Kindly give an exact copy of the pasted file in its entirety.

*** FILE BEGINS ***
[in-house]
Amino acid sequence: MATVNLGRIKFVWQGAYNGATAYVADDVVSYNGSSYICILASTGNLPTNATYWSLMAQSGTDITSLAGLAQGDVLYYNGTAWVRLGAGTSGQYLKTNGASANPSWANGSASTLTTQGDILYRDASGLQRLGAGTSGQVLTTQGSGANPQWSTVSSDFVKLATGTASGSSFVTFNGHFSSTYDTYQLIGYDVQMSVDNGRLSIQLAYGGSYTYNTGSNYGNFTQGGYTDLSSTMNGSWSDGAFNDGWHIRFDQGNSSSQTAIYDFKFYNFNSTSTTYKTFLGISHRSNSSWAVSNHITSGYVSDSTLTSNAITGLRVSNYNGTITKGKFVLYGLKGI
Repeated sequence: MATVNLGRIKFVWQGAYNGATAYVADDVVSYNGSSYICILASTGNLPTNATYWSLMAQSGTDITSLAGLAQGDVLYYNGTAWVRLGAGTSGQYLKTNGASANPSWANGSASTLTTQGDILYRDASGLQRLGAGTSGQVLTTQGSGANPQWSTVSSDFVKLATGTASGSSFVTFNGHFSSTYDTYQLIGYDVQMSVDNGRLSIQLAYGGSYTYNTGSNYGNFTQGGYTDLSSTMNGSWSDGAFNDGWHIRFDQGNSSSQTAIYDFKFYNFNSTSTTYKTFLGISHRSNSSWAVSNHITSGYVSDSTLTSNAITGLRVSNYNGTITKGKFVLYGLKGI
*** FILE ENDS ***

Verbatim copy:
[in-house]
Amino acid sequence: MATVNLGRIKFVWQGAYNGATAYVADDVVSYNGSSYICILASTGNLPTNATYWSLMAQSGTDITSLAGLAQGDVLYYNGTAWVRLGAGTSGQYLKTNGASANPSWANGSASTLTTQGDILYRDASGLQRLGAGTSGQVLTTQGSGANPQWSTVSSDFVKLATGTASGSSFVTFNGHFSSTYDTYQLIGYDVQMSVDNGRLSIQLAYGGSYTYNTGSNYGNFTQGGYTDLSSTMNGSWSDGAFNDGWHIRFDQGNSSSQTAIYDFKFYNFNSTSTTYKTFLGISHRSNSSWAVSNHITSGYVSDSTLTSNAITGLRVSNYNGTITKGKFVLYGLKGI
Repeated sequence: MATVNLGRIKFVWQGAYNGATAYVADDVVSYNGSSYICILASTGNLPTNATYWSLMAQSGTDITSLAGLAQGDVLYYNGTAWVRLGAGTSGQYLKTNGASANPSWANGSASTLTTQGDILYRDASGLQRLGAGTSGQVLTTQGSGANPQWSTVSSDFVKLATGTASGSSFVTFNGHFSSTYDTYQLIGYDVQMSVDNGRLSIQLAYGGSYTYNTGSNYGNFTQGGYTDLSSTMNGSWSDGAFNDGWHIRFDQGNSSSQTAIYDFKFYNFNSTSTTYKTFLGISHRSNSSWAVSNHITSGYVSDSTLTSNAITGLRVSNYNGTITKGKFVLYGLKGI